A new app has been launched in South Sudan which it is hoped will help aid workers reunite thousands of children with their families after they were separated during the South Sudan war. The app was developed by the United Nations children’s agency (UNICEF) and the charity Save the Children to allow the hundreds of field workers tracing families in South Sudan to share information on their phones or tablets.
The app contains a database of child protection cases, which frontline caseworkers can update and monitor in real time, removing the need for paper-based work while in the field.
“Caseworkers are the backbone of everything we do. They are the protectors of children at the worst end of a conflict or disaster – those who have been abused, exploited, lost their parents, or have seen things that no child should see. Often, they walk for hours and hours under the scorching sun, wade through mud, travel for days on bumpy dirt roads to knock on doors and make sure children are safe. They are in every corner of South Sudan, yet until now have found it difficult to communicate with other caseworkers on the other side of the country. With this new app, we’re bringing their work into the 21st century,” said Rama Hansraj, Save the Children’s Country Director in South Sudan.
Tech for good
When we typically talk of apps it's generally not often we talk about apps that are primarily developed to help in humanitarian emergency situations. Most times we talk of apps that are built purely for the purpose of amassing as many users as possible with the purpose of making a profit. However, in countries such as South Sudan where there has been for for half a decade, civic technology can play an important role.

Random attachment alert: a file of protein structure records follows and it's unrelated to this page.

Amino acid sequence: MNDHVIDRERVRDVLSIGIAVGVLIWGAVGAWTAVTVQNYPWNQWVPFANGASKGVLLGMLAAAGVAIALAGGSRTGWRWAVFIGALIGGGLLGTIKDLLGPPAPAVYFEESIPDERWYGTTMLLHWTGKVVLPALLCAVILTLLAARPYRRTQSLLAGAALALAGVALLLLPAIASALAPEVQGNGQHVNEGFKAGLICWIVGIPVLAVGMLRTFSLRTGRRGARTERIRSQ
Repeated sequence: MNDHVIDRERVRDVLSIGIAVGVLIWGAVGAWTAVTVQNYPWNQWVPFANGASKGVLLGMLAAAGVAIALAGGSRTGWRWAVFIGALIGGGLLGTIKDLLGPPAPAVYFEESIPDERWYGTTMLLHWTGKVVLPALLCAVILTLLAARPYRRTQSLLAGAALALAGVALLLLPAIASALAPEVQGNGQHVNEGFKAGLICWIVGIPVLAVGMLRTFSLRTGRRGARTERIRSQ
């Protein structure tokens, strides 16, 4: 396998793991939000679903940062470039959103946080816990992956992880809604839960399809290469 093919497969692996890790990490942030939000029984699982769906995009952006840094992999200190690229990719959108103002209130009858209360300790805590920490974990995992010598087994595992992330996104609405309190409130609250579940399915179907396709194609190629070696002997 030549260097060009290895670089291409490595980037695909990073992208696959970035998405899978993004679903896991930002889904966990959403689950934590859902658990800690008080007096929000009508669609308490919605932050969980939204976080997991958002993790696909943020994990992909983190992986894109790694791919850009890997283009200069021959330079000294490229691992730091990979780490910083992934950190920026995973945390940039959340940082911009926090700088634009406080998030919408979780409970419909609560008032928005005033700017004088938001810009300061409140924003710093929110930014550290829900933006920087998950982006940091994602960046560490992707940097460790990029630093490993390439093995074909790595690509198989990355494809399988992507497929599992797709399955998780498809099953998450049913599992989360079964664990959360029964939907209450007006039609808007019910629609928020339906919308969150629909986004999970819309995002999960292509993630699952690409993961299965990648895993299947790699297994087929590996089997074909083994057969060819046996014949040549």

The newly launched app allows for photos to be taken as well the recording of audio. This, according to UNICEF, will make it much easier for caseworkers to trace families and reunite children with their parents.
With Internet connectivity being extremely poor across South Sudan, the app is designed to be downloaded and then synced at the beginning and end of the day. The app also works across different agencies, linking up case managers across the country and ensuring a continuity of support for each child registered in the system.
The app and online system is being launched along with the first ever case management handbook for caseworkers, which gives step by step guidance for field workers how to manage vulnerable cases, including how to speak with children to reduce trauma, how to assess child and family data, and the steps to follow to ensure high-risk children get the specialised supports they need to survive and recover.
“The handbook is the first of its kind and has the power to change children’s lives. Caseworkers are often on their own in some of the most remote and dangerous areas in South Sudan. With the book, which is practical and easy to use, they always have a mentor in their hands, helping them provide essential, timely and often life-saving help to some of the most vulnerable children in South Sudan,” said Andrea Suley, UNICEF South Sudan Deputy Representative.